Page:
“Can vitamins be bought with food stamps?” she asked rather than answering. “You know, since they’re dietary supplements and all?”
She'd come into our store numerous times: with her tiny blond girls and her husband with the strange tattoos on the back of his neck, these blue eyes so frozen over with anger they look like ice. The wife often limps, but I know it is not from a deformity because sometimes she comes in and can walk just fine. Those times her feet do not seem so leaden, her shoulders not so curved with a weight too heavy for her small frame to bear.
“No, ma’am,” I said. “I’m sorry…we can only do food.”
The woman -- just a girl, really -- nodded and looked down.
Wordlessly, I rang up her raviolis and macaroni and cheeses, her Hamburger Helpers and cans of chunk light tuna. What kind of place is she going home to? I wondered. She must work somewhere since she’s always wearing scrubs and asking about vitamins shows that she does care. But does her husband care for her? Does he beat her, or is she just accident prone? Perhaps she injures herself lifting patients at work? I tried soothing my conscience with these thoughts, these questions, and when she exited through the front door with her small bag of items -- her dirty blond head lowered to buffer against the cold -- I found myself lifting up this woman in prayer, even thought I did not know her name.
I first heard about author River Jordan’s resolution last winter. In 2009, when both her sons were facing deployments to Iraq and Afghanistan, River chose to forsake her own fears by embracing the challenge of praying for a stranger a day. Over the next 12 months, River had so many unique encounters with her “stranger” of the day that her husband encouraged her to write them down. The result was a compilation of inspirational stories called Praying for Strangers that will be gracing shelves this spring.
I was deeply challenged by River’s resolution. How many times had my imagination conjured forth a story for every person I passed, yet I did nothing but sit there and form plots in my mind and put words in their mouths that they would probably never say? How much harder would it be to actually pray for a stranger -- if only in my mind -- rather than just pondering the unique details in their lives or asking them questions that would bring forth the answers I wanted to hear? That would make the story more interesting to later tell?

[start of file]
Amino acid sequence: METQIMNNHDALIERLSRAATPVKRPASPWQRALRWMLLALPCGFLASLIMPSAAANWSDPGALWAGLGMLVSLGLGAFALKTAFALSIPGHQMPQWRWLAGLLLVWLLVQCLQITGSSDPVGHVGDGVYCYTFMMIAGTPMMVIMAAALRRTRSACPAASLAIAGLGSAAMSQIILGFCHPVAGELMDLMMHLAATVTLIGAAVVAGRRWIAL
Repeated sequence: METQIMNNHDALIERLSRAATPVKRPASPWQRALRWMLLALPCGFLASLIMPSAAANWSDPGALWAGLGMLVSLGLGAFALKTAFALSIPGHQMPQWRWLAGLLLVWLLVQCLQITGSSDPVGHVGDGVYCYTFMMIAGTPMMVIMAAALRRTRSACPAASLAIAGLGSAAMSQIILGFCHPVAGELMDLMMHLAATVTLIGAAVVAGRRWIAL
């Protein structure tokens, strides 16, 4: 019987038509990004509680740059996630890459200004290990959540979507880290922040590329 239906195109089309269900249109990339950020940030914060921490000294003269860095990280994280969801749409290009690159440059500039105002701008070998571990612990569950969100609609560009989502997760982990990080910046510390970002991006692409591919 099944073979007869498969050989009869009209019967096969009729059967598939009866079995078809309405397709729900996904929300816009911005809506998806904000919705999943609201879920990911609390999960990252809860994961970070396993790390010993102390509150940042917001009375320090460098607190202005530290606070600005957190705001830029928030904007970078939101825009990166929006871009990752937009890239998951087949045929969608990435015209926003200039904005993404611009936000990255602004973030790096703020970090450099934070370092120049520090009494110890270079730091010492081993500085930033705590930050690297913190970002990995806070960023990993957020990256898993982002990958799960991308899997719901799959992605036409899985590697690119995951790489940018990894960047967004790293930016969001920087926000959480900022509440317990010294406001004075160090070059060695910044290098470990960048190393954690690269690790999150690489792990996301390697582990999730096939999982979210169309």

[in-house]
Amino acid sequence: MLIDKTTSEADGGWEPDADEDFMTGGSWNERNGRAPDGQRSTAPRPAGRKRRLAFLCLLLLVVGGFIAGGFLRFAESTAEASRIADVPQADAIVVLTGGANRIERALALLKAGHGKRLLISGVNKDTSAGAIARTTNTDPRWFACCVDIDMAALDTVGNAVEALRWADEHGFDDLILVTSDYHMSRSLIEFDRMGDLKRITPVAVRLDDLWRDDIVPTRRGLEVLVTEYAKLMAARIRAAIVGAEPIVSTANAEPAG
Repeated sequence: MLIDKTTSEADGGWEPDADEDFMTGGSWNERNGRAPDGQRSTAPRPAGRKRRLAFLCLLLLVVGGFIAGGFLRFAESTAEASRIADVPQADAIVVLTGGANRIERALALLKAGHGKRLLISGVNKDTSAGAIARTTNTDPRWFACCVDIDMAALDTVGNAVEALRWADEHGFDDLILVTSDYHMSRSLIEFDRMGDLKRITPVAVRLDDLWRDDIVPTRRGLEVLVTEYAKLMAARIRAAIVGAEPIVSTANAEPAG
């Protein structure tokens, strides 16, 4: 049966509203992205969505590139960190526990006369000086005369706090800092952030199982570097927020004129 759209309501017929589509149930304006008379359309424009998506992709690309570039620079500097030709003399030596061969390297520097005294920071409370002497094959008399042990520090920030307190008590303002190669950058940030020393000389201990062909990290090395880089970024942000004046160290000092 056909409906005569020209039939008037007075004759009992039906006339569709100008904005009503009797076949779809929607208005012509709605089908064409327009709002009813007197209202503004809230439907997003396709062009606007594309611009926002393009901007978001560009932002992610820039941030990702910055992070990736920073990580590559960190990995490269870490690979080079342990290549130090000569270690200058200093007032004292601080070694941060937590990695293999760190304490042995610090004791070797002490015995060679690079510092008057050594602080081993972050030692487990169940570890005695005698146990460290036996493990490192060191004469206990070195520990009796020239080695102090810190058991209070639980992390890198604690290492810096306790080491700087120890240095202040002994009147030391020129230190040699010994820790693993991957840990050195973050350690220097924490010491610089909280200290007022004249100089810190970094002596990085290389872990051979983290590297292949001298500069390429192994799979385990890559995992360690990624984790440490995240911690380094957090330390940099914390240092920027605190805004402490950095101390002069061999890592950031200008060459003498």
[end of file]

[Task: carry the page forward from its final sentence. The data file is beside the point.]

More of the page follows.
So I decided to try praying for a stranger at least a few times a week. Oftentimes, my prayers were not flowery or long. I would just see an elderly husband trying to help his equally elderly wife into their Oldsmobile or a teenager dressed in black and bristling with more self-hatred than earrings, and a prayer would form in my mind or pass through my lips.
One day a man came into our store whose legs were the size of stovepipes. This is not my usual penchant for hyperbole. The poor man had to wear sweatpants, his legs were that swollen. Even then, they pressed against the gray material, and the few inches of skin squishing out between his sweatpant band and elastic socks were an unnatural, striped magenta. Still, he shuffled around the store in his stretched out slippers and helped his wife pick up heavier items and put them into their cart, desperately trying to get his ailing body to do what it once had without effort or thought.
By the time they came up to pay, the man had to sit down. He was huffing and puffing as if he’d just sprinted 10 miles up hill. His florid face was sheened in sweat. I was honestly worried that he might pass out or away right then and there. But after a few minutes, his color receded and cheerful disposition came back. He chatted with us as we bagged up their items and flirted with his wife in a way that brought tears to my eyes.
Before they left, I suddenly realized: There’s my stranger! But although I wanted to say a prayer for him, I wouldn’t have minded if he’d have said one for me as well; for surely someone who's shuffled his way through life and yet every step made is seen as a monument rather than a millstone is worthy of praying for a stranger far more than I.
So, before we embark on these holidays that send us hurtling into a new year, it would be wise to remember that although some of us will spend that time in a mad sprint and others in a pained shuffle, we are on this journey of life together; and we should help each other keep walking on.
The beautiful image above can be found here.